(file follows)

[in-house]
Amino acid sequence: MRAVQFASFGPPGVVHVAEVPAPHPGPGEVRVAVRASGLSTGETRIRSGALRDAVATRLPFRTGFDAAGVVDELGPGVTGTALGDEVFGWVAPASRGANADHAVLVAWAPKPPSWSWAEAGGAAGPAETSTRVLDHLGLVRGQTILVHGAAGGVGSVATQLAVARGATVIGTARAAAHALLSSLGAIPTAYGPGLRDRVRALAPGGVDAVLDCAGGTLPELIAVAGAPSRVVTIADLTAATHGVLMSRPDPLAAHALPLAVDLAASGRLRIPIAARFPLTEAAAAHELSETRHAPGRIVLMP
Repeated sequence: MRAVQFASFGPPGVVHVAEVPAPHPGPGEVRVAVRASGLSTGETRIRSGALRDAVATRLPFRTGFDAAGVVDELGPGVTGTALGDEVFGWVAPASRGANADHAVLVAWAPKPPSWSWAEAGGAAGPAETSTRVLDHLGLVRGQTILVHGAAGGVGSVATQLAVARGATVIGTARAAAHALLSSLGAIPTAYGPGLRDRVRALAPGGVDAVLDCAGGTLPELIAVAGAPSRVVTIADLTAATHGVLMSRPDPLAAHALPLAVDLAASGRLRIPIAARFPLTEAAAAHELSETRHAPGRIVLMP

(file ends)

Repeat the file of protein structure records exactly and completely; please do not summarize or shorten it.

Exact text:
[in-house]
Amino acid sequence: MRAVQFASFGPPGVVHVAEVPAPHPGPGEVRVAVRASGLSTGETRIRSGALRDAVATRLPFRTGFDAAGVVDELGPGVTGTALGDEVFGWVAPASRGANADHAVLVAWAPKPPSWSWAEAGGAAGPAETSTRVLDHLGLVRGQTILVHGAAGGVGSVATQLAVARGATVIGTARAAAHALLSSLGAIPTAYGPGLRDRVRALAPGGVDAVLDCAGGTLPELIAVAGAPSRVVTIADLTAATHGVLMSRPDPLAAHALPLAVDLAASGRLRIPIAARFPLTEAAAAHELSETRHAPGRIVLMP
Repeated sequence: MRAVQFASFGPPGVVHVAEVPAPHPGPGEVRVAVRASGLSTGETRIRSGALRDAVATRLPFRTGFDAAGVVDELGPGVTGTALGDEVFGWVAPASRGANADHAVLVAWAPKPPSWSWAEAGGAAGPAETSTRVLDHLGLVRGQTILVHGAAGGVGSVATQLAVARGATVIGTARAAAHALLSSLGAIPTAYGPGLRDRVRALAPGGVDAVLDCAGGTLPELIAVAGAPSRVVTIADLTAATHGVLMSRPDPLAAHALPLAVDLAASGRLRIPIAARFPLTEAAAAHELSETRHAPGRIVLMP